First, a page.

Weight: 12.5 Oz. (367g on my scale). Official # is 360g.
Frequency Response: 20Hz – 20kHz
AMP Output in fact: 230mW
AMP Output in theory: 1125mW
THD: <0.1 @ 1W/1kHz
Battery Life: 7-10 Hours
Bluetooth Codecs: LDAC, aptX, AAC, SBC
Transmission: Bluetooth/USB Type-C
For around $300, you’re getting:
A full-sized planar magnetic headphone. We’ll get into why that’s important later.
The Bluemini Adapter for your phone, which also doubles as a separate Amp/DAC.
A balanced 3.5mm detachable cable. We’ll get into why that’s cool as well. Do be aware that you will need a cable like this if you want a fully balanced connection. HIFIMAN’s cable itself is only “balanced” going into the cup. The other end is a traditional single-ended connection.
USB-C to USB-A Charging Cable that you can also use from the Bluemini into your PC.
A well-designed user guide.
That’s a whole heck of a lot of value for your money. Most headphones out there come with maybe a ¼” adapter and a case if you’re lucky. As much as I love AKG headphones, my 702 and 612 came with pretty bare bones. For what I paid, it was a tad disappointing.
The DEVA really satisfies like a Snickers.
YOU’RE NOT YOU WHEN YOU’RE HUNGRY!
You can do just about anything with it:
You can use it wirelessly with a phone, using either the Bluemini or something like a FiiO BTR5.
You can use it wired on your desktop, with the supplied Amp/DAC, or with a separate Amp/DAC of your choosing. They aren’t too hard to drive but do happen to be fairly inefficient, meaning they require quite a bit of power from an amp to reach an acceptable listening level. Something like a FiiO K5 Pro is my preferred desktop homie.
Because the cable is detachable, you can use it as a gaming headphone with something like the Boom Pro and a Creative G6 on your console. You can also use an attachable Mod Mic if you want.
It has a built-in microphone for calls.
The previous generation HIFIMAN headphones were above average in terms of comfort, but the DEVA takes it to another level. I’ve been listening to it since Spring of 2020, and haven’t once had to take it off my head or adjust it one single time due to discomfort, for any reason whatsoever.
This is perhaps the most comfortable headphone I’ve ever worn out of over 100 at the time of this review, right up there with a Beyerdynamic or Philips SHP9500.
The clamp is just right, the headband padding never digs, and the cups are large enough to envelop your ears. It does tend to slide a bit at times, but that’s a minor nitpick and does not apply to how it actually feels when I’m wearing it.
I’m giving this its own section because it’s super important to understand how far HIFIMAN has come from where they were.
At one point, the quality control issues with their headphones got so bad that Audio Advice here in my hometown dropped them from their lineup. I personally had problems with Ananda’s connection cutting out on the right or left side of the earcups, and it was super frustrating, to say the least given how much I enjoyed the sound.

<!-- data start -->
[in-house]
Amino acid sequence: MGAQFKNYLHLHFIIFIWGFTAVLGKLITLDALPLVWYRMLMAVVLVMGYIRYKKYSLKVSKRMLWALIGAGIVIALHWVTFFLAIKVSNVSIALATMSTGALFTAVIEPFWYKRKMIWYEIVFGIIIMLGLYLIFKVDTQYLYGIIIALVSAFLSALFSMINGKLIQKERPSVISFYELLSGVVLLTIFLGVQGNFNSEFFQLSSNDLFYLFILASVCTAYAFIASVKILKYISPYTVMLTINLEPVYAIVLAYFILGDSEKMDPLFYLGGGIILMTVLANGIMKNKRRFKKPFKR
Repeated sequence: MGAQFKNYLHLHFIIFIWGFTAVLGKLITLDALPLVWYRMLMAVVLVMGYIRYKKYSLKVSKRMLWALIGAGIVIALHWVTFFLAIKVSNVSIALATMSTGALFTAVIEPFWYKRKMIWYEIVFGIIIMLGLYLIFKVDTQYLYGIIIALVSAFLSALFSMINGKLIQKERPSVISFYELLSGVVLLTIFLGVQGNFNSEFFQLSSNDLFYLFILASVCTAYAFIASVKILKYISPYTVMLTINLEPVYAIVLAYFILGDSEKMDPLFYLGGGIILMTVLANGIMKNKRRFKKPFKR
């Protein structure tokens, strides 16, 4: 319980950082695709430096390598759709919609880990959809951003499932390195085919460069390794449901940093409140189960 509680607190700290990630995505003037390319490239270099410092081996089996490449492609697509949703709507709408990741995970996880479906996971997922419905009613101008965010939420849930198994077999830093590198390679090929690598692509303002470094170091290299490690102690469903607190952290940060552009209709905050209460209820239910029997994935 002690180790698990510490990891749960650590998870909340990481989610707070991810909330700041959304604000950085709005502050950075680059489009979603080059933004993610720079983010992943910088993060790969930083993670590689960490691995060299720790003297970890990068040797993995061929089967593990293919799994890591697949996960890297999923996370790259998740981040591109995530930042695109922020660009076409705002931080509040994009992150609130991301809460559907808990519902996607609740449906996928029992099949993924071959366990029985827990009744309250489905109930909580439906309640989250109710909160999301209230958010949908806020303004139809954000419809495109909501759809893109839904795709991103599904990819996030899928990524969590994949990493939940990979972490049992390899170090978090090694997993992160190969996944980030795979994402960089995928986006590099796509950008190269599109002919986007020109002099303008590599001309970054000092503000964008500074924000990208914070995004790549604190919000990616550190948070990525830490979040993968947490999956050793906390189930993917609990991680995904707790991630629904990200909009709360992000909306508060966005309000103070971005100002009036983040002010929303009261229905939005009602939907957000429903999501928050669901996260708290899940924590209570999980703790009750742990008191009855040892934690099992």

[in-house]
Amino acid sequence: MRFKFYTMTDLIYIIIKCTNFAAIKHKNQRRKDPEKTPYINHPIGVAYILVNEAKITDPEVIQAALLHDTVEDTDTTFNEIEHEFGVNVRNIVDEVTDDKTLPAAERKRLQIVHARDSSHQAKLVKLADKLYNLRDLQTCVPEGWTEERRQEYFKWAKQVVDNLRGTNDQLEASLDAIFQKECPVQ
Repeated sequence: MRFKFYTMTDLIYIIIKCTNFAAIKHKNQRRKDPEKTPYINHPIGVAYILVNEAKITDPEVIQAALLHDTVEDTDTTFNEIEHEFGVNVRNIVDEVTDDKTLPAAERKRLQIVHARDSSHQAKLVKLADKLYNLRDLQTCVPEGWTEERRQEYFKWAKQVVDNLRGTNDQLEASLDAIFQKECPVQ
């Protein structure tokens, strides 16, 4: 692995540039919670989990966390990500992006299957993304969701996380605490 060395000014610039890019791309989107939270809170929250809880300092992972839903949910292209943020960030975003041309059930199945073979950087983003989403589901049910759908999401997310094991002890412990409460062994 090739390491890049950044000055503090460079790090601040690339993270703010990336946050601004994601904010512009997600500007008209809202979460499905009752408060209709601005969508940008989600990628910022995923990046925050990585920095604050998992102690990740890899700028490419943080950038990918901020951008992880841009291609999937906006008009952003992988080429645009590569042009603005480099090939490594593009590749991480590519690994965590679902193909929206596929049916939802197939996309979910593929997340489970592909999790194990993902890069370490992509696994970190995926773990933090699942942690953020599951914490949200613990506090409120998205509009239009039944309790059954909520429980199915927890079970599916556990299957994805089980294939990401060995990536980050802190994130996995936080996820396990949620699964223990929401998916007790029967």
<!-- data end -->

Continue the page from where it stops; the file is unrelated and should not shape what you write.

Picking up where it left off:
The 400 series models were also known for breaking down, whether it be the bale, the shoddy yokes, the pads coming unglued, etc.
With the new generation DEVA and 2020 revision 400i, most of that has been rectified. No more connection issues, no more build issues. I will caution you about the earpads, as it still looks like they’re attached in the same less than ideal way, but as long as you’re not constantly swapping them out you should be fine.
Dekoni makes pads that HIFIMAN should manufacture themselves, but that’s a rant for another video.
The headphone has functioned flawlessly for me since Spring of 2020, and it’s built like a tank without being too heavy. It really feels just right on my head and I can’t say enough good things about it.
The best quality about the DEVA is how it portrays well-recorded music. I’ve always said that planar magnetic headphones do tend to outperform their dynamic counterparts, and that sentiment certainly holds true here. What is a Planar Magnetic Driver?
Specifically, Instrument Timbre is the one quality about a planar that makes it stand out from the crowd. What is Timbre? Everything sounds tonally correct, giving you a true sense of how an instrument may sound in real life vs. the way it sounds through a conversion process.
The bass and mid-range on HIFIMAN headphones are also exemplary, and they respond well to EQ if you want to be all Metal571 about it.
I will caution you on the treble, as it’s a bit hissy at times. Still, you can EQ it down if you want and to be honest, it kind of goes away the more you listen. That’s a phenomenon for another video as well. YEAH WOO!!
So why not pick one up today? You won’t regret it. If you do, I’ll eat my sock. AND THAT AIN’T HAPPENING, HOMIE!
Stu is determined to help you make sound decisions, and strives to deliver the best and most in depth content on the internet! In his spare time, he likes to fish, paint, play guitar, pray, rap, make beats, take photos, record videos, graphic design, and more. His sense of humour, coupled with a knack for excellence and strict attention to detail are what allow him to stand out in an crowded industry.